Cast: Shraddha Kapoor, Siddhanth Kapoor, Ankur Bhatia
Director: Apoorva Lakhia
Rating: 1.5 stars out of 5
A leaden-footed gangster flick that barely skims the surface of the done-to-death Mumbai underworld and the story of its notorious Kaskar clan, Haseena Parkar is bereft of frisson and focus. It crafts a morally dodgy portrait of the 'godmother' of Nagpada, Dawood Ibrahim's tough-minded sibling who ran the dreaded mafia don's crime syndicate by proxy in the 1990s and the noughties without ever being brought to book. The film falls off the deep end in the process.
Shraddha Kapoor, for whom this is meant to be a career-altering outing, bites off more than she can chew. When she delivers her vapid lines, it is hard to tell whether she is biting or chewing. Seeking to convey menace and power via a darkened skin tone, puffed-up cheeks, prosthetic enhancements around her jaw and a gravelly voice, she hisses and growls to no effect, making rather heavy weather of carrying the flimsy film on her shoulders.
When the effort put into a role by an actor begins to show over and above the rest of the film to the service of which it is deployed, it can only be bad news. Haseena Parkar traces the rise of Dawood Ibrahim, son of a Mumbai police constable, and underscores the agony his little sister goes through when she sees him being whipped by his furious father for his transgressions. But it is unable to capture the workings of the brother-sister bond beyond its superficial ramifications. He calls her beti, she addresses him as bhai. That's where the family drama ends.
Shraddha Kapoor certainly isn't the only problem with Haseena Parkar. Underworld period dramas have anyways outlived their utility. In terms of both style and substance, they now reek of musty monotony. The drudgery is only aggravated when the director resorts to outmoded, by-the-numbers storytelling that has little to commend itself. In the end, the film achieves neither grit nor glory.
Directed by Apoorva Lakhia (coming off the 2013 debacle of Zanjeer) and scripted by Suresh Nair, Haseena Parkar is a dreary courtroom drama in which the protagonist is hauled before the law to defend herself against grave criminal charges. The story moves back and forth from the sessions court magistrate's hearing to piece together the life of the only lady don the Mumbai underworld has ever seen. The film is hard-pressed to assert that she might have been as much a perpetrator - she thought nothing of bandying about her fearsome brother's name to intimidate people - as a victim who paid the price for her family's deserved infamy.
The court scenes are purported to be the film's centrepiece but so poorly are they written and executed that they cannot hold the drama together. The lawyers err on the side off hysteria and the magistrate who never yells "order, order" (small mercy) comes across as a taciturn man who prefers to sit back and watch the rigmarole wind its way to its foregone conclusion.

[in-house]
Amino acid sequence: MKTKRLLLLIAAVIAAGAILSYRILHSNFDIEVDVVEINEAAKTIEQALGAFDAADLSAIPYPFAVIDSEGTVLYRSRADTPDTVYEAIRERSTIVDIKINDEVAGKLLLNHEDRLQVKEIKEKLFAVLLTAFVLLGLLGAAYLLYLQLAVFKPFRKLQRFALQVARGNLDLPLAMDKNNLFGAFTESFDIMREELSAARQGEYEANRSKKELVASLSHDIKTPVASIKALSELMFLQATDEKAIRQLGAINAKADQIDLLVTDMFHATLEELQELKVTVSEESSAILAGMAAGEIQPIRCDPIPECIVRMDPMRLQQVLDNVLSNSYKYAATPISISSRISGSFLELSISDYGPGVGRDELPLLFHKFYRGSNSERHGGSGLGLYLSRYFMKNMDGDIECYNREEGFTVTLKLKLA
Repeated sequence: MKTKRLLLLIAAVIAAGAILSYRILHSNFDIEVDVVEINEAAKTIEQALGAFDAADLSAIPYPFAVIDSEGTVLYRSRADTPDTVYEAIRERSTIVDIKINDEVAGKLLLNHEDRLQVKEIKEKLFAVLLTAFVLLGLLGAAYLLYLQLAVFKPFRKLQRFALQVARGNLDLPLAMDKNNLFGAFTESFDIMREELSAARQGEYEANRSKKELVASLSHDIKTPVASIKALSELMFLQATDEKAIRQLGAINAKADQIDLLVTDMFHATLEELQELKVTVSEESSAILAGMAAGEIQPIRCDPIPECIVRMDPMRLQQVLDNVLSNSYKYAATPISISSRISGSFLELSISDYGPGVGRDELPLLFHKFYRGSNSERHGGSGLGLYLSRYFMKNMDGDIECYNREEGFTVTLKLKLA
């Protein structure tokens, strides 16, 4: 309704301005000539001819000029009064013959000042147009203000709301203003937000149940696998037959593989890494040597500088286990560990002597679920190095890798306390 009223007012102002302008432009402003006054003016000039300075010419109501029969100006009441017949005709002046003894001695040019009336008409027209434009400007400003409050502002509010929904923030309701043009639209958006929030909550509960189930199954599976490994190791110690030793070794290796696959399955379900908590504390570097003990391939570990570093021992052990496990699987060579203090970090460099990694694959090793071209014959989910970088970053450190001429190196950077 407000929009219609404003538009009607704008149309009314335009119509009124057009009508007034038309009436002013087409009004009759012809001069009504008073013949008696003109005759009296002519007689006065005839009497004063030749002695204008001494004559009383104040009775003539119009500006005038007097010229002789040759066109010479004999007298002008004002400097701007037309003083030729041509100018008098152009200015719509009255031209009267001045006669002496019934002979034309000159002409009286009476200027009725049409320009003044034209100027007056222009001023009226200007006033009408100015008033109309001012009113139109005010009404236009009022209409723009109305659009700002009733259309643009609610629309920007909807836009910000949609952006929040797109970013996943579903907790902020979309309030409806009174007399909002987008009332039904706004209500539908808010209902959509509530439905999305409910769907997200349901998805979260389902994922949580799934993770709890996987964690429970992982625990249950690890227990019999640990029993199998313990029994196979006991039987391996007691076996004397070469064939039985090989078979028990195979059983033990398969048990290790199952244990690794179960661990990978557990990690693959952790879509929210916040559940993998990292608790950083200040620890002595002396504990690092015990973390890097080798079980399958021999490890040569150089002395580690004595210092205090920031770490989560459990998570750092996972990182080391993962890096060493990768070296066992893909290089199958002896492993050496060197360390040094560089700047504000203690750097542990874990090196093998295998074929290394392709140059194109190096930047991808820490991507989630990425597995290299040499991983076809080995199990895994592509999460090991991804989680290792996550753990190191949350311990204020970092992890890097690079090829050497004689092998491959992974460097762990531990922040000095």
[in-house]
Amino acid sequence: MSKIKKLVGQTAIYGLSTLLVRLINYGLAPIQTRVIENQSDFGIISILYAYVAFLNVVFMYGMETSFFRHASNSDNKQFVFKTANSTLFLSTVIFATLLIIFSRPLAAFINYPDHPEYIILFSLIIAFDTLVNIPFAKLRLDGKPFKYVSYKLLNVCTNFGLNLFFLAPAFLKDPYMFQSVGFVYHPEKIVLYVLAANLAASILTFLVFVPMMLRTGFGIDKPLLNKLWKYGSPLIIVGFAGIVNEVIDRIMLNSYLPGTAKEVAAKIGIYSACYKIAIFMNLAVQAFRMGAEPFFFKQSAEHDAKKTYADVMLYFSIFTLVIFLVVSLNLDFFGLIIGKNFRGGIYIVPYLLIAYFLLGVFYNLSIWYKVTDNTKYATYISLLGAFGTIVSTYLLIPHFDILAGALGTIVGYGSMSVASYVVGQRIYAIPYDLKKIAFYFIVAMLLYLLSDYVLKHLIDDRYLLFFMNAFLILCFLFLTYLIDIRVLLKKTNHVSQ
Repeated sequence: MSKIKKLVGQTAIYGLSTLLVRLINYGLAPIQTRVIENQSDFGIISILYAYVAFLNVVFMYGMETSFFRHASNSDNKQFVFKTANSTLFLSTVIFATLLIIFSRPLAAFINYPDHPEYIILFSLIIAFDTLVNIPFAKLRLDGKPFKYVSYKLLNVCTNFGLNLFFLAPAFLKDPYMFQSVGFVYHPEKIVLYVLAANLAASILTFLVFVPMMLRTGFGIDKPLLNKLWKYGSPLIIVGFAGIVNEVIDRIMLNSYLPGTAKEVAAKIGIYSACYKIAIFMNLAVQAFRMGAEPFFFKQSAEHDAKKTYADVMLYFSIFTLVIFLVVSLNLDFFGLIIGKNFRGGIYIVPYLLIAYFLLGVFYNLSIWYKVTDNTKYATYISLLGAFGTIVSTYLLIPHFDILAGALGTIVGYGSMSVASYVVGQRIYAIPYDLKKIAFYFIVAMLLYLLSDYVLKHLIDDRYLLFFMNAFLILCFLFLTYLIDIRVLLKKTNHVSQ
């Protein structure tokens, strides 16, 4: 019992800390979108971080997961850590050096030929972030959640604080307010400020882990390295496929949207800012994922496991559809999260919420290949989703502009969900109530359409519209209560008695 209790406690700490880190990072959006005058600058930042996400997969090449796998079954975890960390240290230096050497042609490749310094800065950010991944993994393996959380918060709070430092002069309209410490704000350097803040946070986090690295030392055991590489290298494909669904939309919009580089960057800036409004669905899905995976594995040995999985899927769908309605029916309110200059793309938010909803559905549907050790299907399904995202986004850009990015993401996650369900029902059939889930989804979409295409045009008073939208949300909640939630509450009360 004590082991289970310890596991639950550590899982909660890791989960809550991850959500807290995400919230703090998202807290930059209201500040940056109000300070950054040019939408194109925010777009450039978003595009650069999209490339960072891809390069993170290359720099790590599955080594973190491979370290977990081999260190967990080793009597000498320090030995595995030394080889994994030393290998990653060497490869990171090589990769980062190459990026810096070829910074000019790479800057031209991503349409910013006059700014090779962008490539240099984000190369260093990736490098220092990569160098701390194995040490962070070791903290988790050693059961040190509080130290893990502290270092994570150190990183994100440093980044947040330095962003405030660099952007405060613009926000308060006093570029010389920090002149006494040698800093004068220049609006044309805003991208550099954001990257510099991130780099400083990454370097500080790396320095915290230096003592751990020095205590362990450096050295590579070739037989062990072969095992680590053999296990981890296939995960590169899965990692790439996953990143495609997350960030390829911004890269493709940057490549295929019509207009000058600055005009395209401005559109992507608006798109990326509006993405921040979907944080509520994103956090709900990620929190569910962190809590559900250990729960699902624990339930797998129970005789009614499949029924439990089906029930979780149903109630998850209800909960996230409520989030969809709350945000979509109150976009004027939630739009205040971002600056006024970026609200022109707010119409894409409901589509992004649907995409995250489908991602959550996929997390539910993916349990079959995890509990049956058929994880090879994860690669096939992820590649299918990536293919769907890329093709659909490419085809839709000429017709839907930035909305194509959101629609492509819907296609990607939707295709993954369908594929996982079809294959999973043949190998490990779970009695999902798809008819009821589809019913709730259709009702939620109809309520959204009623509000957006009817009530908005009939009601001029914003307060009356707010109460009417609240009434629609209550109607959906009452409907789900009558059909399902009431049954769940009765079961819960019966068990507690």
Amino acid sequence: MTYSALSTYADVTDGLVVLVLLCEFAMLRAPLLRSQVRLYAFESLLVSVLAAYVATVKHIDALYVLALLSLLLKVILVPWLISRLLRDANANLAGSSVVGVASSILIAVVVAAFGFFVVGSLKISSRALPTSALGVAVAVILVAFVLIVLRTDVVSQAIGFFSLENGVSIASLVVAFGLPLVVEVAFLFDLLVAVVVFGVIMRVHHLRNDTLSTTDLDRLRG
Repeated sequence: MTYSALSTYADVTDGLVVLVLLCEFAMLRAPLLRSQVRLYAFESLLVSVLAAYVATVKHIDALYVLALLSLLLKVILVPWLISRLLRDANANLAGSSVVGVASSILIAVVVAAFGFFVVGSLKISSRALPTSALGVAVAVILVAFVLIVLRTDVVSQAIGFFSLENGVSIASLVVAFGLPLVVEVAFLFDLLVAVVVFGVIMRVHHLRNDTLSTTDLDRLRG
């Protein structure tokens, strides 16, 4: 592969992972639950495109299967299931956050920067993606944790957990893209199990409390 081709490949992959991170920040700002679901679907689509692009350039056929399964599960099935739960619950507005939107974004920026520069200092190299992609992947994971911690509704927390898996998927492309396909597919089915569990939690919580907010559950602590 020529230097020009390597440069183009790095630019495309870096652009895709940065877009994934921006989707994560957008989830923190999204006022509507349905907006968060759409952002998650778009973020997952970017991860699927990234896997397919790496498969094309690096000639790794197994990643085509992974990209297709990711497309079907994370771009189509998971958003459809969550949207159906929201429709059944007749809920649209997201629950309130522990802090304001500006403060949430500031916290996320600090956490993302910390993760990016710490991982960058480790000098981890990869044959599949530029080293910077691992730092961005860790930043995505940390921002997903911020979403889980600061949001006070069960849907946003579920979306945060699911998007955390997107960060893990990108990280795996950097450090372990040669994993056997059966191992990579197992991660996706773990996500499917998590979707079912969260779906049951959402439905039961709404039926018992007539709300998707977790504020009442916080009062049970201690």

Haseena Parkar cuts a wide swathe through some of the darkest chapters of contemporary Indian history - the Babri Masjid demolition, the 1992 Mumbai riots, the March 1993 serial blasts - as also sundry documented shootouts and gang wars in the metropolis, but it does not weave them well enough into the overarching but single-note tale of a woman left behind in a hostile environment to fight bitter battles for survival and turf protection. Neither the bustling city nor the turmoil that it has encountered in the past quarter century or so is brought alive in a way that could add layers to the narrative and make this a meaningful exploration of criminal minds and their depredations.
The film depicts Haseena's personal relationships, too - with her brother Dawood (played by Shraddha's real-life sibling Siddhanth Kapoor), her husband and small-time movie actor and Nagpada eatery owner Ibrahim Parkar (Ankur Bhatia) and her son Danish (Paras Priyadarshan) - as well as her dark dealings with the D-gang that gave her cover and eventually landed her in court in 2007, the only time in her life that she ever faced direct legal scrutiny despite the many cases registered against her. She is charged with extortion, links with real estate fraudsters and other criminal offences but evidence is hard to gather as nobody has the courage to bear witness against her.
The only actor who stands out a tad amid the ruins is Rajesh Tailang in the role of Haseena's defence lawyer Shyam Keswani although he, like everybody else in the cast, is hopelessly trapped in a stilted script. Nothing, therefore, can salvage this insipid biopic from the morass of mediocrity.